Pure Gift of God

monochrome photo of dark hallway

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Indwelling Presence
Promise of the Father
Life of Jesus
Pledge and Guarantee
Defense Attorney
Inner Anointing
Homing Device
Stable Witness
Peacemaker
Always Already Awareness
Compassionate Observer
God Compass
Inner Breath
Mutual Yearning
Hidden Love of God
Implanted Hope
Seething Desire
Fire of Life and Love
Truth Speaker
Flowing Stream
Wind of Change
Descending Dove
Cloud of Unknowing
Uncreated Grace
Filled Emptiness
Deepest Level of Our Longing
Sacred Wounding
Holy Healing
Will of God
Great Compassion
Inherent Victory

You who pray in us, through us, with us, for us, and in spite of us.
Amen, Alleluia!

Many will Come – Rachel Srubas

Today, may I walk in right paths, in God’s light. May peace prosper the steps of my family and friends, in city streets and buildings, and among all nations.
Today, may people stream from east and west to converge in God’s neighborhood. May nations labor to dismantle barricades. May our city be a just, peaceable center, united and vibrant. May my friends and relations strive for the good of each other, and may I remember I am neither higher nor lower than a servant.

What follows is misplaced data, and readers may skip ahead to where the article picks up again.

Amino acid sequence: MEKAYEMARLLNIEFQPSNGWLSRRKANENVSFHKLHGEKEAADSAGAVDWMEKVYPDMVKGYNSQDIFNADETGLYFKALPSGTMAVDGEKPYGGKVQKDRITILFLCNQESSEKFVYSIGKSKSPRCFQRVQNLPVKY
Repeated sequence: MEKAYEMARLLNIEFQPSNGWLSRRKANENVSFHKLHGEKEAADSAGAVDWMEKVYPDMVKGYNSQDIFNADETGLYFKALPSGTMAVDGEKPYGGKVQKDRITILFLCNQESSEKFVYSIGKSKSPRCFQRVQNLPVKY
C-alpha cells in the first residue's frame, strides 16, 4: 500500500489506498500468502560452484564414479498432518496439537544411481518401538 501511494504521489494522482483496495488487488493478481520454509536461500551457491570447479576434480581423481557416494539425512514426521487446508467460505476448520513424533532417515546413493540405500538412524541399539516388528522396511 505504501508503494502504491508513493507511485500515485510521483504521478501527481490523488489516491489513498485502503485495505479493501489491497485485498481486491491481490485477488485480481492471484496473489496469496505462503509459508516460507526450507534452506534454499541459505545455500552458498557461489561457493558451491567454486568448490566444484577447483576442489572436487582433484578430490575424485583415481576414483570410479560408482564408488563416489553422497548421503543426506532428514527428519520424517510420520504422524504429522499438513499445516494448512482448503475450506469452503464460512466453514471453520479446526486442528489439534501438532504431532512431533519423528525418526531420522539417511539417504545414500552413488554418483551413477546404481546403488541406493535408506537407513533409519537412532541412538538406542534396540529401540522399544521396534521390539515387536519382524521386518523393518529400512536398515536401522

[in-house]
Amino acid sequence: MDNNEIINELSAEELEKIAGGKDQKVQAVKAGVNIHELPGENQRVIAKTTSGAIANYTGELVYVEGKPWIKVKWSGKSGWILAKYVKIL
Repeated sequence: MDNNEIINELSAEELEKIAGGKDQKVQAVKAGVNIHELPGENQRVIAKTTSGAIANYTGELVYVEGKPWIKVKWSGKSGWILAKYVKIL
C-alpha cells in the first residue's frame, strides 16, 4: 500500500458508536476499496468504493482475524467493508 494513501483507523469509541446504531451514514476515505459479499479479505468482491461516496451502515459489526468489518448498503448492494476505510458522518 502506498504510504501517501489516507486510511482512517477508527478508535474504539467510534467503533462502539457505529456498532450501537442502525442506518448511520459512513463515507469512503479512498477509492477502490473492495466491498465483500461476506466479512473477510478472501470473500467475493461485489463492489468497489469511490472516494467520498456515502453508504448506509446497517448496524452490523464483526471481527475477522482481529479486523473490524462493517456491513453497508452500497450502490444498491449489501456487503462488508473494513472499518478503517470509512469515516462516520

Today, may east and west meet in my right and left hands, complementing, comprehending one another.
In my body, may north and south correspond, lifting my mind above worry, grounding my feet on the earth.
Today may I know what I am: created, not self-made, instructed to walk and work in God’s ways.
May I hammer old knives into new spoons, old enmities into love.
May I respect the least functional part of myself as surely as Jesus cherishes a paralytic slave and saves him with a word.
May the shriveled and disused part of my heart be bathed in God’s mercy today, that I might see sunlight for what it is: the gaze that beholds and heals us all.
In a banquet hall spacious enough for a whole world of nations, may I rest among neighbors and strangers, friends and relations.
May we feast among prophets on food grown in plowed mountain soil, reaped with weapons repurposed as tools.

silhouette of person walking on brown field